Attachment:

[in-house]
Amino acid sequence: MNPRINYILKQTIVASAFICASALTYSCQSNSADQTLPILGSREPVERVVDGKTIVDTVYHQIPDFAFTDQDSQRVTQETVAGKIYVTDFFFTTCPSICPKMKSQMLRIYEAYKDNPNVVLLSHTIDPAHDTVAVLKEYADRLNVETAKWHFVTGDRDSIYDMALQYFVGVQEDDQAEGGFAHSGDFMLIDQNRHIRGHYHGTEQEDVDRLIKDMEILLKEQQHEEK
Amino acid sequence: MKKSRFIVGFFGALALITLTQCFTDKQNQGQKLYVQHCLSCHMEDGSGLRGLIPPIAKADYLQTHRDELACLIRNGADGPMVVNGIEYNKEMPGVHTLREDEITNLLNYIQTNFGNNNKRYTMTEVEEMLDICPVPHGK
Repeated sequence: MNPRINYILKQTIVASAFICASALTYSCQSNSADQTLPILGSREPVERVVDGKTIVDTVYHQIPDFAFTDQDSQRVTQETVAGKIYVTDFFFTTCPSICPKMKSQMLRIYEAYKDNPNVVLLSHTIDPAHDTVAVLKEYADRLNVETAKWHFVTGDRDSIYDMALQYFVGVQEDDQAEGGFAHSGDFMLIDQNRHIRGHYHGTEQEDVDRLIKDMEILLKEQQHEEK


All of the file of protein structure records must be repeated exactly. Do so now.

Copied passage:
[in-house]
Amino acid sequence: MNPRINYILKQTIVASAFICASALTYSCQSNSADQTLPILGSREPVERVVDGKTIVDTVYHQIPDFAFTDQDSQRVTQETVAGKIYVTDFFFTTCPSICPKMKSQMLRIYEAYKDNPNVVLLSHTIDPAHDTVAVLKEYADRLNVETAKWHFVTGDRDSIYDMALQYFVGVQEDDQAEGGFAHSGDFMLIDQNRHIRGHYHGTEQEDVDRLIKDMEILLKEQQHEEK
Amino acid sequence: MKKSRFIVGFFGALALITLTQCFTDKQNQGQKLYVQHCLSCHMEDGSGLRGLIPPIAKADYLQTHRDELACLIRNGADGPMVVNGIEYNKEMPGVHTLREDEITNLLNYIQTNFGNNNKRYTMTEVEEMLDICPVPHGK
Repeated sequence: MNPRINYILKQTIVASAFICASALTYSCQSNSADQTLPILGSREPVERVVDGKTIVDTVYHQIPDFAFTDQDSQRVTQETVAGKIYVTDFFFTTCPSICPKMKSQMLRIYEAYKDNPNVVLLSHTIDPAHDTVAVLKEYADRLNVETAKWHFVTGDRDSIYDMALQYFVGVQEDDQAEGGFAHSGDFMLIDQNRHIRGHYHGTEQEDVDRLIKDMEILLKEQQHEEK